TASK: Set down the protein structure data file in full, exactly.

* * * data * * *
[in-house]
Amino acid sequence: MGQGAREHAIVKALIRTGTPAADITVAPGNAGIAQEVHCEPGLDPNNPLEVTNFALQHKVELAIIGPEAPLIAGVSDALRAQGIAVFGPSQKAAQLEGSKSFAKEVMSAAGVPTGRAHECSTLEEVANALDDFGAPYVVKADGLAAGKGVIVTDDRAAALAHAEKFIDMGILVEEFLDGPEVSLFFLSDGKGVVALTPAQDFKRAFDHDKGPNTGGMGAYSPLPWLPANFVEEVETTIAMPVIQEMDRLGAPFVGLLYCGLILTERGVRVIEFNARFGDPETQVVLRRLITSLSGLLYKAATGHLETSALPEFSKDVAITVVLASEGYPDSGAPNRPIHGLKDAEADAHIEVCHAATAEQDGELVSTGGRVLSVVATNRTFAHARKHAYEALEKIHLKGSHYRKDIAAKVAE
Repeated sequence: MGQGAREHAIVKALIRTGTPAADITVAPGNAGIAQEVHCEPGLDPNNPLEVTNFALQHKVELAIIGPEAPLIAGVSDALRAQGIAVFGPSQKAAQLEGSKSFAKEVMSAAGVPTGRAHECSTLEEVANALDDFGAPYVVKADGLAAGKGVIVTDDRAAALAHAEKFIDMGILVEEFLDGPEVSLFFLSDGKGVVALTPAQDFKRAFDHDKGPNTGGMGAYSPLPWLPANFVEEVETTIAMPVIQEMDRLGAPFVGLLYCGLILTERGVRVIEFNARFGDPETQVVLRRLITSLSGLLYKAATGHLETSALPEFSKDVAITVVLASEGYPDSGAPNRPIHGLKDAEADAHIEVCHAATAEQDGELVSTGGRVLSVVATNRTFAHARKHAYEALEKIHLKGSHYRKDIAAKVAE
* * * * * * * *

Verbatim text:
[in-house]
Amino acid sequence: MGQGAREHAIVKALIRTGTPAADITVAPGNAGIAQEVHCEPGLDPNNPLEVTNFALQHKVELAIIGPEAPLIAGVSDALRAQGIAVFGPSQKAAQLEGSKSFAKEVMSAAGVPTGRAHECSTLEEVANALDDFGAPYVVKADGLAAGKGVIVTDDRAAALAHAEKFIDMGILVEEFLDGPEVSLFFLSDGKGVVALTPAQDFKRAFDHDKGPNTGGMGAYSPLPWLPANFVEEVETTIAMPVIQEMDRLGAPFVGLLYCGLILTERGVRVIEFNARFGDPETQVVLRRLITSLSGLLYKAATGHLETSALPEFSKDVAITVVLASEGYPDSGAPNRPIHGLKDAEADAHIEVCHAATAEQDGELVSTGGRVLSVVATNRTFAHARKHAYEALEKIHLKGSHYRKDIAAKVAE
Repeated sequence: MGQGAREHAIVKALIRTGTPAADITVAPGNAGIAQEVHCEPGLDPNNPLEVTNFALQHKVELAIIGPEAPLIAGVSDALRAQGIAVFGPSQKAAQLEGSKSFAKEVMSAAGVPTGRAHECSTLEEVANALDDFGAPYVVKADGLAAGKGVIVTDDRAAALAHAEKFIDMGILVEEFLDGPEVSLFFLSDGKGVVALTPAQDFKRAFDHDKGPNTGGMGAYSPLPWLPANFVEEVETTIAMPVIQEMDRLGAPFVGLLYCGLILTERGVRVIEFNARFGDPETQVVLRRLITSLSGLLYKAATGHLETSALPEFSKDVAITVVLASEGYPDSGAPNRPIHGLKDAEADAHIEVCHAATAEQDGELVSTGGRVLSVVATNRTFAHARKHAYEALEKIHLKGSHYRKDIAAKVAE